Peak humanity raises security concerns

By Angela Dorizas

As the world nears ‘peak humanity’ there will be greater demand for security within Australia, says leading demographer and social commentator Bernard Salt.

“The world’s population will peak at around about 9 billion in the year 2070,” Salt said at the recent ASIAL Security 2009 conference in Sydney.

“When we reach this peak humanity there will be a scramble for all of these resources.”

However, he said the scramble for resources would occur earlier, most likely between 2025 and 2045.

“The world is going to be a very scary place,” Salt said.

“At that time there will be a demand for food, water, resources, energy and commodities. All of which Australia has to offer.”

He said strength in food and energy production placed Australia in a “very strong position” to trade, but also left the nation vulnerable to the global scramble.

“The bottom line is, we are the only nation on the planet to claim the resources of an entire continent,” Salt said.

“I think increasingly, Australia will be placed under pressure over that period, in terms of [other nations] getting access to the resources that Australia has.”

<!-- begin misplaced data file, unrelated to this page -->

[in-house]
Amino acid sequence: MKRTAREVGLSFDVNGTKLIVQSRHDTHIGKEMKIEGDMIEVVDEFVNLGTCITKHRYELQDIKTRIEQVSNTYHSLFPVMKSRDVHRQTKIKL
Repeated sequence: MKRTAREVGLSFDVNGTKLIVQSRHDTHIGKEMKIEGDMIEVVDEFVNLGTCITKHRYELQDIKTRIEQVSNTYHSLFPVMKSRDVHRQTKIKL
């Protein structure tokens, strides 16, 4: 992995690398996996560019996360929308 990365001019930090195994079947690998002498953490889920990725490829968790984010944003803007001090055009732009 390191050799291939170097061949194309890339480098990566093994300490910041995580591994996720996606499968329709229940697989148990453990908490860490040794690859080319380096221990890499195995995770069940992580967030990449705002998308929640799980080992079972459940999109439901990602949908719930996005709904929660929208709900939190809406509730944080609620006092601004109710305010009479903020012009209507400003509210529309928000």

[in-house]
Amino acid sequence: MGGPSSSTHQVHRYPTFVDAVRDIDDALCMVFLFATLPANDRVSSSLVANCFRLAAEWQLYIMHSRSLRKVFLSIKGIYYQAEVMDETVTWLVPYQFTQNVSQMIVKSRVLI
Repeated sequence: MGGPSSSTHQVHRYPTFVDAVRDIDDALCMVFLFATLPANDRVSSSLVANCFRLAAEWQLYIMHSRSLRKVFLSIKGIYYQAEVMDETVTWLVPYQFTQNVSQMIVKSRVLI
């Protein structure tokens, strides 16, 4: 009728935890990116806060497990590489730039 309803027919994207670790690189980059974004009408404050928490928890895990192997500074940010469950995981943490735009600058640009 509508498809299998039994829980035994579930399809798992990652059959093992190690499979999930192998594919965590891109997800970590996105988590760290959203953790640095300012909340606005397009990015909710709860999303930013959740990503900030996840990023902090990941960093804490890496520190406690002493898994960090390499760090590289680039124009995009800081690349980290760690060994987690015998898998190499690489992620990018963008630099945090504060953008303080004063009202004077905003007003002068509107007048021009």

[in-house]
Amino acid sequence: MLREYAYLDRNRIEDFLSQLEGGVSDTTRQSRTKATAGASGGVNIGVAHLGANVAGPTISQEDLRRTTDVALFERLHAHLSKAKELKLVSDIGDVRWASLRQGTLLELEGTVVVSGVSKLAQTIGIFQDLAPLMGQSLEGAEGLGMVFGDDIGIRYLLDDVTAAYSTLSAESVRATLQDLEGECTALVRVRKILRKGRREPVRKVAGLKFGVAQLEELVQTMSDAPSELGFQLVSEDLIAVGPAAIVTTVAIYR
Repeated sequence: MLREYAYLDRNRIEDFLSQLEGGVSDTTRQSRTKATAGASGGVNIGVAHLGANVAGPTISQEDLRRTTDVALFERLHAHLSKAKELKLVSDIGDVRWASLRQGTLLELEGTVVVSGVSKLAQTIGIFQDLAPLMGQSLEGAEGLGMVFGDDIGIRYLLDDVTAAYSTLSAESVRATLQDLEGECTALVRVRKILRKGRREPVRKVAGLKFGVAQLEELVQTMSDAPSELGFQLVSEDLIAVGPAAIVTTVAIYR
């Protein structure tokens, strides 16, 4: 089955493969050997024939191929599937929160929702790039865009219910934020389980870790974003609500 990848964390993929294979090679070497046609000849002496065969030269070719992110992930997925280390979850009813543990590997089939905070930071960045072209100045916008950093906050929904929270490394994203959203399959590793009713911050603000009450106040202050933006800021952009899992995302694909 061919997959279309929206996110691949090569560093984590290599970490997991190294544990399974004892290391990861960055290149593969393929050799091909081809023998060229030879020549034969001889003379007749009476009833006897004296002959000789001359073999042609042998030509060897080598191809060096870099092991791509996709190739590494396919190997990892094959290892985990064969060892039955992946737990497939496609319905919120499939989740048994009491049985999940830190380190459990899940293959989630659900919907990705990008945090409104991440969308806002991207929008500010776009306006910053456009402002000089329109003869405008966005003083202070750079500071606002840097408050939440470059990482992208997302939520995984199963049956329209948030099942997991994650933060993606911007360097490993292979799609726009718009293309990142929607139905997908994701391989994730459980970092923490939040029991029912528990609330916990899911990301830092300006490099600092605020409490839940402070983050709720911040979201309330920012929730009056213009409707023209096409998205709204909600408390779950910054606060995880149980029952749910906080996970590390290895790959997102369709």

Australia will be under greater pressure in the 22nd Century, when an increase in life expectancy will bring the global population to 21 billion.

“What will Australia’s role be when the entire continent is claimed by 20, 30, 40, 50, 60 million people in a world of nine billion, let alone a world of 21 billion?”

He said Australia would need to protect its claim over the continent’s resources.

“It wouldn’t surprise me to see within 10-years or even sooner a major military installation at the Gorgon Gas Project,” he added.

There will be growing demand for security within metropolitan areas, particularly in Sydney and Melbourne where a shift in ethnic composition is taking place.

“The fastest growing ethnic group on the Australian continent in the first half of this decade are the Chinese, followed by the Indians,” Salt said.

“The Indians prefer Melbourne, the Chinese prefer Sydney. The Asian focus of Australia has gained momentum over the last ten years or so.

“Initially it will lead to conflict and that’s the conflict that you’re now starting to see in cities like Melbourne.”

There will also be greater concern for community safety over the next decade, with retiring baby boomers expected to move into gated communities or install home security systems.

He said Generation X had “jumped on the baby bandwagon” and were producing 50,000 more babies per year than what Australians achieved in the year 2000.

“There will be up to 400,000 extra kids under the age of 10 over the next 10 years compared to the last 10 years,” Salt added.

“This might lead to issues around school security.”

Comment below to have your say on this story.

If you have a news story or tip-off, get in touch at  

Sign up to the Government News newsletter

Leave a comment:

Your email address will not be published. All fields are required